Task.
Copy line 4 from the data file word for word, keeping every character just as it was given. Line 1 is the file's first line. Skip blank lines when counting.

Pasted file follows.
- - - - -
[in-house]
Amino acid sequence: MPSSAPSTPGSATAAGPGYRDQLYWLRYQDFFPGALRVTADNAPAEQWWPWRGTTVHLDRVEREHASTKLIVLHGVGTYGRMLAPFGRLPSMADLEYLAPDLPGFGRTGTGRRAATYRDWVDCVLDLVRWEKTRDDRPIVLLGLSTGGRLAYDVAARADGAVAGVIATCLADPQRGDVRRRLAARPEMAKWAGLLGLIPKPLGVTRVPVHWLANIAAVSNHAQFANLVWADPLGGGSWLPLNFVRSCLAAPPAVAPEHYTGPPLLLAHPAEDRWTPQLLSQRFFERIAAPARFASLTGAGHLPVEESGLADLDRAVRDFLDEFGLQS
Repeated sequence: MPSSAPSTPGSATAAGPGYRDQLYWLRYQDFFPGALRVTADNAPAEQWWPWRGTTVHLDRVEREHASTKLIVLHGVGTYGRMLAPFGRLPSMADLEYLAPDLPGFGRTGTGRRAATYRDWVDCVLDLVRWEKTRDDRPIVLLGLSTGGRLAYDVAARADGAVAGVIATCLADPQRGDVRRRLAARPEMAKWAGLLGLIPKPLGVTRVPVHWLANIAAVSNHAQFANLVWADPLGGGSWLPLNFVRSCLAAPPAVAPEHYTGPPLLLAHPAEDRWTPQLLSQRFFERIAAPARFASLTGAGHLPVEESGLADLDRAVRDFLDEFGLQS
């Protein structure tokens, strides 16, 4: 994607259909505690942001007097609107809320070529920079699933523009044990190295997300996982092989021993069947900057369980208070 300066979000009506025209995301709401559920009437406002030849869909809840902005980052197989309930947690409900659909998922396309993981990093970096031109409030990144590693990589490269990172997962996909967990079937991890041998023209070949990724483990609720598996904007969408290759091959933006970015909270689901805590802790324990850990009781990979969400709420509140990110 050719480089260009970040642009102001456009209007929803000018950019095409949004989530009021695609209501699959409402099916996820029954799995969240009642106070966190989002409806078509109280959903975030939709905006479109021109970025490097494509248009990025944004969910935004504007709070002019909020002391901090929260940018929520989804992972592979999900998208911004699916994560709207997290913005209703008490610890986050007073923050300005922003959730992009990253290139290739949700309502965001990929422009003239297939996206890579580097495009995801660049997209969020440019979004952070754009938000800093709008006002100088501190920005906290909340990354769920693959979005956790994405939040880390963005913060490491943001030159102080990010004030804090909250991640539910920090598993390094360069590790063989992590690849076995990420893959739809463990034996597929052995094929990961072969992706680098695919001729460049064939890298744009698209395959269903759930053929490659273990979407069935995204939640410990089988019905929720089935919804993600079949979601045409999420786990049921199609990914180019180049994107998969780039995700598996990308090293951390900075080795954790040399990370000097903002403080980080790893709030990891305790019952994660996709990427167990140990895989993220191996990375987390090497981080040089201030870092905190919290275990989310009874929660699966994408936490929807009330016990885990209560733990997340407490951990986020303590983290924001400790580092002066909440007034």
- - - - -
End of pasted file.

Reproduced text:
């Protein structure tokens, strides 16, 4: 994607259909505690942001007097609107809320070529920079699933523009044990190295997300996982092989021993069947900057369980208070 300066979000009506025209995301709401559920009437406002030849869909809840902005980052197989309930947690409900659909998922396309993981990093970096031109409030990144590693990589490269990172997962996909967990079937991890041998023209070949990724483990609720598996904007969408290759091959933006970015909270689901805590802790324990850990009781990979969400709420509140990110 050719480089260009970040642009102001456009209007929803000018950019095409949004989530009021695609209501699959409402099916996820029954799995969240009642106070966190989002409806078509109280959903975030939709905006479109021109970025490097494509248009990025944004969910935004504007709070002019909020002391901090929260940018929520989804992972592979999900998208911004699916994560709207997290913005209703008490610890986050007073923050300005922003959730992009990253290139290739949700309502965001990929422009003239297939996206890579580097495009995801660049997209969020440019979004952070754009938000800093709008006002100088501190920005906290909340990354769920693959979005956790994405939040880390963005913060490491943001030159102080990010004030804090909250991640539910920090598993390094360069590790063989992590690849076995990420893959739809463990034996597929052995094929990961072969992706680098695919001729460049064939890298744009698209395959269903759930053929490659273990979407069935995204939640410990089988019905929720089935919804993600079949979601045409999420786990049921199609990914180019180049994107998969780039995700598996990308090293951390900075080795954790040399990370000097903002403080980080790893709030990891305790019952994660996709990427167990140990895989993220191996990375987390090497981080040089201030870092905190919290275990989310009874929660699966994408936490929807009330016990885990209560733990997340407490951990986020303590983290924001400790580092002066909440007034």